Electric Dreams finds hope in a dystopian future
On the surface, it would be easy to compare Amazon’s new show Electric Dreams, the 10-episode series based on short stories by Philip K. Dick, to Netflix’s Black Mirror. Both anthology series are set against the backdrop of a technology-driven future, and tend to have a rather bleak outlook.
But if you dig below the surface a bit, you might find that Electric Dreams is offering one of the only things that’s often (but not always) missing from Black Mirror: hope. At least, that’s what executive producer Bryan Cranston’s goal is.
While Black Mirror may frequently leave viewers wondering if humanity is already doomed, Philip K. Dick’s Electric Dreams could be the optimistic alternative you’re looking for. “I don’t want to sound Pollyanna-ish, but Electric Dreams actually has a very positive outlook on life, hidden in this dystopian sci-fi future,” Cranston says.
In addition to executive producing the series, Cranston also stars in an episode titled “Human Is,” which is the perfect example of that outlook. In it, the actor plays a hard-edged and cold military hero who goes on a mission to another planet. When he returns, after being attacked by the hostile lifeforms on this new world, he’s a different man. His quiet rage has been replaced by compassion, his coldness replaced by caring. It leads those around him to question whether he’s truly changed after the events he faced, or if his body is being occupied by an alien.
“If you think about the themes that we’re telling through those stories, what is it to be human, it’s not in the big, grand gestures.” Cranston says. “It’s found in simple kindness, in thinking and compassion. That’s where love is. That’s where love resides, in the everyday little things that we do. And that’s why ‘Human Is’ is an important story to tell, because it is how we behave and treat each other on a regular basis that really is the measure of humanity.” According to the actor, that same sense of hope can be found in each episode of the first season, adding, “It keeps coming back to positive relationships.”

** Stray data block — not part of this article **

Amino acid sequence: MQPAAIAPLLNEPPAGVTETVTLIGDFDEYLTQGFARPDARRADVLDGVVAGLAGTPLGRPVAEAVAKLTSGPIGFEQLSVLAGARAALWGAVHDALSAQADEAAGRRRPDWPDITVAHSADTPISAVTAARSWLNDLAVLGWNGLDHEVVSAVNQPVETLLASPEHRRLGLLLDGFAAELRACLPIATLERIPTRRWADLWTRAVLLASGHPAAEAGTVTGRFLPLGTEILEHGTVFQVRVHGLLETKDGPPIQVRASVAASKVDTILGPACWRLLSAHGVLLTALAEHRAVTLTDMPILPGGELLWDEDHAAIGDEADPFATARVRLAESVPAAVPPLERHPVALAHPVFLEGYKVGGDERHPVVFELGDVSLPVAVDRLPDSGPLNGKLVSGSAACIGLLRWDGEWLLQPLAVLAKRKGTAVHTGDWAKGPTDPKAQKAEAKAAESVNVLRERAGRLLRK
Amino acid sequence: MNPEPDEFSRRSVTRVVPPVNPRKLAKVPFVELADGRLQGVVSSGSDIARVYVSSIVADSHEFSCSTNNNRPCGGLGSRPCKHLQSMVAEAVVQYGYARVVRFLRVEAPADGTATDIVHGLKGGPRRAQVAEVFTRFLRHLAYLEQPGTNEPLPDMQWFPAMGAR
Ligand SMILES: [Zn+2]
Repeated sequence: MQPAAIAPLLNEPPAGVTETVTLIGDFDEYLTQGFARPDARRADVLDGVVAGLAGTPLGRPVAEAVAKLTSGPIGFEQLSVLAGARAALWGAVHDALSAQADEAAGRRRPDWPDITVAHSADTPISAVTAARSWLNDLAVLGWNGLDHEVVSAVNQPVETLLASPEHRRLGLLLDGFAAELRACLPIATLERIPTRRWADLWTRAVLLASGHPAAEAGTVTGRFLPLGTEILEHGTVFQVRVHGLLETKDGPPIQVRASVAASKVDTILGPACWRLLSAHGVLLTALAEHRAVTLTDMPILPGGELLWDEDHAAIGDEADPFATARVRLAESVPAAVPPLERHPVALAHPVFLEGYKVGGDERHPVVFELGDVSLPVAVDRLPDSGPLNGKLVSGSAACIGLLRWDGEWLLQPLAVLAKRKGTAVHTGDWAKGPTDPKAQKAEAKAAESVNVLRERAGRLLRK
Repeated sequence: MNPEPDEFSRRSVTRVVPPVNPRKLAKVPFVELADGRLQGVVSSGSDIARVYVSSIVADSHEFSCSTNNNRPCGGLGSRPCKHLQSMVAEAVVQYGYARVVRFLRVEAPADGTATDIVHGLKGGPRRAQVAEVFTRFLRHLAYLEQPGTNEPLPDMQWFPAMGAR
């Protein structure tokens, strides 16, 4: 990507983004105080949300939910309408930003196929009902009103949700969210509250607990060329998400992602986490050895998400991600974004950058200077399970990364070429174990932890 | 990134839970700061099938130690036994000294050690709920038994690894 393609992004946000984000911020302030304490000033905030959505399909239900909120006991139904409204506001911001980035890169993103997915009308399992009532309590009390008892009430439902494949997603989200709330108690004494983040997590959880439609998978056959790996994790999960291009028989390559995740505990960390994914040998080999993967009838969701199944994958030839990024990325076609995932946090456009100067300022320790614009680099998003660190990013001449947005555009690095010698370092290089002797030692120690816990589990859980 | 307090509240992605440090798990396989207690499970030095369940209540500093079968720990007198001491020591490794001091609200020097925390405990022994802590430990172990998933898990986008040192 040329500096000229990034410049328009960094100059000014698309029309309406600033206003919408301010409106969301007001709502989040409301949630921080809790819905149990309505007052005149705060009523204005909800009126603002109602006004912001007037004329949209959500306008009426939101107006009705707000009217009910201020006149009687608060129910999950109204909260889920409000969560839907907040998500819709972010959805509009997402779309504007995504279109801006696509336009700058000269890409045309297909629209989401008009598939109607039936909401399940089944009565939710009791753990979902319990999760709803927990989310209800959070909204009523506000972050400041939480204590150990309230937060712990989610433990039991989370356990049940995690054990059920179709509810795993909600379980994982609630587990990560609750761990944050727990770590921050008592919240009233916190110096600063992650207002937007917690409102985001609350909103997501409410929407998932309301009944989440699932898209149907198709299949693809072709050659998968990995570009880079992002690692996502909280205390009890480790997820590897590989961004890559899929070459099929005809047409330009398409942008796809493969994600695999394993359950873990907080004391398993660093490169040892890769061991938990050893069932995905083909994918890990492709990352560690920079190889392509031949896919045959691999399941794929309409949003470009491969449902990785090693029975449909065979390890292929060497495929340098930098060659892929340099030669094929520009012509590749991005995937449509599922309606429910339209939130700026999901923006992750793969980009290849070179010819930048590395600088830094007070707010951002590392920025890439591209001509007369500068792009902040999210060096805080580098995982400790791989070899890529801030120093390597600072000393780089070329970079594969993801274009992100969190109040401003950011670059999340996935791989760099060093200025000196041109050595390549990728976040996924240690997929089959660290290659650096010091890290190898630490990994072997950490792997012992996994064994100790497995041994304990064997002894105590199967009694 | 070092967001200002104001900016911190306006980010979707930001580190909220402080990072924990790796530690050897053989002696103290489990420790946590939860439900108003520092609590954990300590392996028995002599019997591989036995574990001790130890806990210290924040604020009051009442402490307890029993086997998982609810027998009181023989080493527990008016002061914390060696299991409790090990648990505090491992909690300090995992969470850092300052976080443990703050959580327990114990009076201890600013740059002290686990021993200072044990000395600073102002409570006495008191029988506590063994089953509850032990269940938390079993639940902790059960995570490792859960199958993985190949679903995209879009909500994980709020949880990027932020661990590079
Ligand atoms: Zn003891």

Given the negativity that seemed to permeate 2017, Cranston is hopeful that the hopefulness on display in Electric Dreams is something the audience will spark to. “If there’s anything I think our world needs right now, it’s some positive storytelling, non-cynical positive storytelling,” he says. “We’re in such anxiety right now, politically. The sexual politics of what’s going on with the predators, it’s disturbing. We need to tell stories that embrace everyone and respect everyone and give everyone space to be themselves without apology, and not be preyed upon.”
The tales that make up the first season — each of which are adapted from or inspired by Dick’s short stories — have a wide range, from Cranston’s “Human Is” to the episode “Impossible Planet,” starring Jack Reynor and Benedict Wong as space tour guides tasked with fulfilling a dying woman’s wish. Game of Thrones stars Richard Madden and Liam Cunningham also make an appearance, along with the likes of Steve Buscemi, Anna Paquin and Terrence Howard. All 10 standalone episodes of Philip K. Dick’s Electric Dreams will debut on Amazon Prime Video on January 12.